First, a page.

Cupboard isn’t bare on Notre Dame offensive line
SOUTH BEND, Ind. (AP) — An NFL talent evaluator turned to two rivals Thursday at Notre Dame’s Pro Day and stated the obvious to knowing nods.
“I guess we don’t need to check their times in the 40,” he joked after watching the impressive workouts by All-America offensive linemen Quenton Nelson and Mike McGlinchey, who are expected to be first-round NFL draft picks.
Forming a semi-circle around Nelson and McGlinchey were scouts of the 32 teams, media from across the nation, player agents, family members and teammates of left guard Nelson and left tackle McGlinchey, whose punishing dominance last season helped the Irish average 269.3 rushing yards a game, seventh best nationally, on their way to a 10-3 finish following a 21-17 victory over LSU in the Citrus Bowl left them No. 11 in the final Associated Press 2017 poll.
Some teams can’t absorb the loss of one first-round offensive lineman. The Irish are expected to lose two. But fear not for new offensive line coach Jeff Quinn, whose cupboard is hardly bare after legendary predecessor Harry Hiestand left for a second stint with the Chicago Bears.
“Harry’s the reason I came to Notre Dame,” the 6-foot-5, 330-pound Nelson, who is expected to be the first offensive lineman taken, said after his workout. “He’s meant the world. It’s been amazing to be coached by him as a football player, as a student and as a man.”
The culture Hiestand created and the talented he hand-picked for six seasons remains. Grad center Sam Mustipher and grad right guard Alex Bars may be on some preseason All-America lists. Junior Tommy Kraemer and sophomore Robert Hainsey, who shared right tackle last season, are penciled in at right and left tackle, respectively, and Nelson’s successor is expected to be talented sophomore Josh Lugg. The five average 6-foot-5 3/4 and 307 pounds.
“I knew how good Harry was but getting around these people here just solidified that,” said the 6-8¼, 315-pound McGlinchey, who has attended a couple of Notre Dame spring workouts with Nelson and likes what he sees from the linemen under the tutelage of Quinn, who was an offensive analyst for head coach Brian Kelly last season after working for him at Grand Valley State, Central Michigan and Cincinnati. “And it seems like we’re picking up (with Quinn) where we left off. Coach Quinn has been around our program and he’s going to be a great teacher for them. I know the guys have fallen in love with him and they’re going to have a lot of success.”
Nelson and McGlinchey were among Notre Dame’s seven captains last season. Mustipher is one of three already named and Bars is bidding to become a fourth after spring practice concludes with the spring game April 21.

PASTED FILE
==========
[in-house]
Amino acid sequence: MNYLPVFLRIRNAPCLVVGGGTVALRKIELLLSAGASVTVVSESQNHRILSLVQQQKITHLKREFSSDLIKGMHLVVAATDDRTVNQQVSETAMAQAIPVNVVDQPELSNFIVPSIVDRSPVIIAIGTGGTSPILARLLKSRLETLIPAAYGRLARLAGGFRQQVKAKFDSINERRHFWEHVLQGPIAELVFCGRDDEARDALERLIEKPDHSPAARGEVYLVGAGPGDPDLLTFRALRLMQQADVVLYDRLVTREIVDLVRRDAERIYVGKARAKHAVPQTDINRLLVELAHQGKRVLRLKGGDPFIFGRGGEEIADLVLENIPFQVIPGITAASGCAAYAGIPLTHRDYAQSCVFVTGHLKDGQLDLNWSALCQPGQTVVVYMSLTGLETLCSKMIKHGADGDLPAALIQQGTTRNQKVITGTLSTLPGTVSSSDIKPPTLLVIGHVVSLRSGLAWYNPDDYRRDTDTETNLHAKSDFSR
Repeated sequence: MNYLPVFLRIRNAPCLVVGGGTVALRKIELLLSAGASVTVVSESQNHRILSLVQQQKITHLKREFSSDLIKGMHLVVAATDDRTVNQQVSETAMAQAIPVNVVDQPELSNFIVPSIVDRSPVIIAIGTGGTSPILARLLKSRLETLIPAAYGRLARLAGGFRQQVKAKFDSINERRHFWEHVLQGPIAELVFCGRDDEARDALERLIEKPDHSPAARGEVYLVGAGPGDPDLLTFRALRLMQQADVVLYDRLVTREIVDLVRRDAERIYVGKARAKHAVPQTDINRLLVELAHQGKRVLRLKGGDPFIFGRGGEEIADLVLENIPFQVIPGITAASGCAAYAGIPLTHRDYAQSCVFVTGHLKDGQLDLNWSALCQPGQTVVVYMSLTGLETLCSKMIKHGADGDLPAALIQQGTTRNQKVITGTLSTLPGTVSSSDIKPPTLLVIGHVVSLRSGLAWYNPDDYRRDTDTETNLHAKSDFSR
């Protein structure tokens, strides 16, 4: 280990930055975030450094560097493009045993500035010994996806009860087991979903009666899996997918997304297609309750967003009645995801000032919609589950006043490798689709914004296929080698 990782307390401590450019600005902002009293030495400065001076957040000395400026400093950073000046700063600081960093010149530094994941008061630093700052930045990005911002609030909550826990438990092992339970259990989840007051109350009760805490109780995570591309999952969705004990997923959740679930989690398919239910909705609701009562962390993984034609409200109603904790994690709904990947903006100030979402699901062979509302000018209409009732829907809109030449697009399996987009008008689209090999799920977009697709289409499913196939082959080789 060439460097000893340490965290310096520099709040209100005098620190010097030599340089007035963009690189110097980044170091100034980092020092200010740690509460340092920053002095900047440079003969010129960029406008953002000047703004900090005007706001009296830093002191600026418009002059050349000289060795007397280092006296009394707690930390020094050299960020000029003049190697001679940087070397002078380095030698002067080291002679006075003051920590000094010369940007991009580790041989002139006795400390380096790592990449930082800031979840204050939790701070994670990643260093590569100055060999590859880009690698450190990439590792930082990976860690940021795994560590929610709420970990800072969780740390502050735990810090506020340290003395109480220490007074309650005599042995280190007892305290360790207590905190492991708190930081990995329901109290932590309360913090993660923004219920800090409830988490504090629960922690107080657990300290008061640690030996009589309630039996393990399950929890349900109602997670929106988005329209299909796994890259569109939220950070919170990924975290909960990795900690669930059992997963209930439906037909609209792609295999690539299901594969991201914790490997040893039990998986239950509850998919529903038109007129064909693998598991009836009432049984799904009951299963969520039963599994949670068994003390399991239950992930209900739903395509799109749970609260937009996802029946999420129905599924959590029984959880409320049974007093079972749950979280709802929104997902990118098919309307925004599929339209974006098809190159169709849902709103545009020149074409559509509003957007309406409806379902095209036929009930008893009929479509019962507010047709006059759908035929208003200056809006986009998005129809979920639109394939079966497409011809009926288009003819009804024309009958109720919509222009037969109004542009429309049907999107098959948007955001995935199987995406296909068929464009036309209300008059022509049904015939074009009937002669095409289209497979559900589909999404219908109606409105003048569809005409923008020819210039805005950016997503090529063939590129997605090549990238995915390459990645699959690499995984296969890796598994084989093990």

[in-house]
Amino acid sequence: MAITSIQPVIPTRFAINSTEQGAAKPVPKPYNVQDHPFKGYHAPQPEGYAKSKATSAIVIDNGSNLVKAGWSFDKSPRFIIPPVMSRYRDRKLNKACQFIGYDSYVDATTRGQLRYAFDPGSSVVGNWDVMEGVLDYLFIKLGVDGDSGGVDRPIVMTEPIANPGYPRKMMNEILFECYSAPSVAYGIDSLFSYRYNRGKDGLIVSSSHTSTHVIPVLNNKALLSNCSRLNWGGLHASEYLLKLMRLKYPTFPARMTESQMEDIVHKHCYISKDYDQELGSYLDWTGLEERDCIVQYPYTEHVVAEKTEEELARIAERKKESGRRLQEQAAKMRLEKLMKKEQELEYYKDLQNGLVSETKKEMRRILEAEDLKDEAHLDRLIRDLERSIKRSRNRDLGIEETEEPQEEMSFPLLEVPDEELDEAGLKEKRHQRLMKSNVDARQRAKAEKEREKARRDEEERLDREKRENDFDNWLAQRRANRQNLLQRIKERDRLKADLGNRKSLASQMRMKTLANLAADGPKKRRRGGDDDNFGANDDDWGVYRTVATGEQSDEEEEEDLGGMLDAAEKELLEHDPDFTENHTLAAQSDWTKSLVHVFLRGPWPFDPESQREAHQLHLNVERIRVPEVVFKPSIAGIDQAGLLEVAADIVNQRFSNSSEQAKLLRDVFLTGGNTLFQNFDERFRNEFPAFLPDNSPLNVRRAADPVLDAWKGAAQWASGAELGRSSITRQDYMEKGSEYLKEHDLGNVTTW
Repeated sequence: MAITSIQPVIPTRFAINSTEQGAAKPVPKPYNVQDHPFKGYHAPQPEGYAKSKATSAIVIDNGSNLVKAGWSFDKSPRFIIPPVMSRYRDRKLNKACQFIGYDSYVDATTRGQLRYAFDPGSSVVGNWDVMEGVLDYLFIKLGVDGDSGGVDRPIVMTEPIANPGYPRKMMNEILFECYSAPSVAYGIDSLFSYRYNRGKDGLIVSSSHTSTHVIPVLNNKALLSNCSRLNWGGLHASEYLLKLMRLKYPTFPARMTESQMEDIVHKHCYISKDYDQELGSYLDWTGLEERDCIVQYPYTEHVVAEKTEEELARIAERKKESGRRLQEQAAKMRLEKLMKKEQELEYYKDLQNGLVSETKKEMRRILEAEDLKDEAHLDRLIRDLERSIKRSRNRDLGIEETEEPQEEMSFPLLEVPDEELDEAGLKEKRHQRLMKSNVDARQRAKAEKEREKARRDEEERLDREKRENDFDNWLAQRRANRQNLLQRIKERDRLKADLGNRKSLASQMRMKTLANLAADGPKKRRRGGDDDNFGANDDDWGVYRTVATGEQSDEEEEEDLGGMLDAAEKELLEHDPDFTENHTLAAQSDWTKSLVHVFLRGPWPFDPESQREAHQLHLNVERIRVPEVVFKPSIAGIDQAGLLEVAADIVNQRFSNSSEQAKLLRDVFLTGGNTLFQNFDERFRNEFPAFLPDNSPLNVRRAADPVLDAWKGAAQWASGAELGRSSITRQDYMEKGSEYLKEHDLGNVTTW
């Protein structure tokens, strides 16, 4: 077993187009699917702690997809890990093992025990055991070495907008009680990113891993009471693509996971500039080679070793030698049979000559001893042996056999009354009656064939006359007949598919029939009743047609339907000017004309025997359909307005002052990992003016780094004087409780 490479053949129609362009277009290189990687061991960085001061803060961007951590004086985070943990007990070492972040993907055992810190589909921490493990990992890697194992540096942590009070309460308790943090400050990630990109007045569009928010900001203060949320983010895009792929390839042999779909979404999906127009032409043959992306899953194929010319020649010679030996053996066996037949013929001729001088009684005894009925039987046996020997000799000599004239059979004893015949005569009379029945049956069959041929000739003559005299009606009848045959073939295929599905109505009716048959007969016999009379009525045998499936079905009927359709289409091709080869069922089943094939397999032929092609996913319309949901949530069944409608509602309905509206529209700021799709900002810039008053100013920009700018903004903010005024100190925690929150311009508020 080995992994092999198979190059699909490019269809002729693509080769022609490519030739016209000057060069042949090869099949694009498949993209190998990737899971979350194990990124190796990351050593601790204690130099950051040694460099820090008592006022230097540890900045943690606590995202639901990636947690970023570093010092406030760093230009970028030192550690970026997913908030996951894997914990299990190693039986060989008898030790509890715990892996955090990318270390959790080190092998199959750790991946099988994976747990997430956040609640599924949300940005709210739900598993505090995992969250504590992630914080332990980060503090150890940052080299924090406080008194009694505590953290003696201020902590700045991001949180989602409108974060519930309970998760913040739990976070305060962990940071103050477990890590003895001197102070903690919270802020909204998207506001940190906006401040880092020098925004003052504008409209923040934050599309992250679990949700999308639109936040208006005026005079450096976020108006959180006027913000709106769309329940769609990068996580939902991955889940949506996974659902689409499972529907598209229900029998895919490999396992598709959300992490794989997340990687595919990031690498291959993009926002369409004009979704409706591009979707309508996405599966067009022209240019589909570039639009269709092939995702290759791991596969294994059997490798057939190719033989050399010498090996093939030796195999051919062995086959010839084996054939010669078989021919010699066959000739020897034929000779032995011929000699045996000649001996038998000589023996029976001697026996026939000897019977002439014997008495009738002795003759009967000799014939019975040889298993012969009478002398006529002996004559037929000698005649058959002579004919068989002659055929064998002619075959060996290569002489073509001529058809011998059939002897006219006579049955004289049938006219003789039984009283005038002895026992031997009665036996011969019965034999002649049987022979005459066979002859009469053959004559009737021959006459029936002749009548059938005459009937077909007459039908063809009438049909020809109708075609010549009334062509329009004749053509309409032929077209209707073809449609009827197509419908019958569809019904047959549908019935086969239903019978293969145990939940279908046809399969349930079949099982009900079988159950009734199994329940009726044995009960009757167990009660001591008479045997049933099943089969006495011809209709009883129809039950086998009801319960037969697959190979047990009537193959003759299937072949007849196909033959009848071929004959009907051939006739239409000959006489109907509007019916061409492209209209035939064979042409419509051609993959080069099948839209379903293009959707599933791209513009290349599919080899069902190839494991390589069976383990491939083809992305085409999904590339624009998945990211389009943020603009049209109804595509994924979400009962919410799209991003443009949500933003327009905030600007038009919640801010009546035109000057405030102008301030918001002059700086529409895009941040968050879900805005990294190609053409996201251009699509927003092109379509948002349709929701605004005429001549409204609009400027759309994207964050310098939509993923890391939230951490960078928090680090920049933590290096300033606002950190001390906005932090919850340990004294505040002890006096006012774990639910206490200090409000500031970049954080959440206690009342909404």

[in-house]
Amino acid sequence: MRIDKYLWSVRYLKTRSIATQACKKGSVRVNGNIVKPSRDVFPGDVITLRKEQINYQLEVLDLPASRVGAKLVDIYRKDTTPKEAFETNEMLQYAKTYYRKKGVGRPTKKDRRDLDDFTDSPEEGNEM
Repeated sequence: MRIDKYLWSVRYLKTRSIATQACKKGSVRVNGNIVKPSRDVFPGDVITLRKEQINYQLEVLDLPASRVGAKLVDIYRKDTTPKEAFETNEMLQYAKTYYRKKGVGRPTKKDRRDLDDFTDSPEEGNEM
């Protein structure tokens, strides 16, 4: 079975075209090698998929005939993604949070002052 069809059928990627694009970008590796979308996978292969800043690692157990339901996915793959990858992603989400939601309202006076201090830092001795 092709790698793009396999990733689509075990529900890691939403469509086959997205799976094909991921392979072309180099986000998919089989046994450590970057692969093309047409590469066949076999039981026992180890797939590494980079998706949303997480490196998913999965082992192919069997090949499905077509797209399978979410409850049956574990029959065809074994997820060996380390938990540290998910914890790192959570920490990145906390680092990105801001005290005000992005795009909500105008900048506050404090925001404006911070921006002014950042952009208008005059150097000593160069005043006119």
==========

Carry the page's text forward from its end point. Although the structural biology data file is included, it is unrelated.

“Coach Quinn understands the way the standard needs to be set,” said Mustipher, who was given a voice in the selection process by Kelly. “That was awesome because we linemen understand the standard here, and it’s likely to more first-round draft picks are probably going to be added during (Quinn’s) tenure here. We wanted someone who wanted to be here to coach us.”
Hiestand’s methods and terminology remain the same under Quinn.
“He wants us to come to work each day ready to attack,” Bars said. ”(To) get after your opponent, no matter what, no matter how you are feeling, at all times.”
Nothing has changed up front for Notre Dame.
PRO DAY RESULTS
In addition to McGlinchey and Nelson, who only participated in position drills, seven former Irish players worked out Thursday. Quarterback Malik Zaire, who played his grad season last fall at Florida after transferring, returned to throw to grad tight end Durham Smythe and juniors Josh Adams (running back) and Equanimeous St. Brown (wide receiver). Also working out were defensive lineman Andrew Trumbetti and linebackers Greer Martini and Nyles Morgan.
Adams was clocked at 4.48 in the 40-yard dash, which would have ranked fifth at Indianapolis in last month’s NFL Combine, and his 6.75 time in the three-cone drill would have been the quickest and his 11.31 in the 60-yard shuttle would have been second. The 6-4, 263-pound Trumbetti, who ran a 4.8 40, did 25 reps of 225 in the weight room, which would have tied him for sixth among edge rushers. Martini had a 33-inch vertical jump, a standing broad jump of 9-11 and clocked 6.89 in the three-cone dash.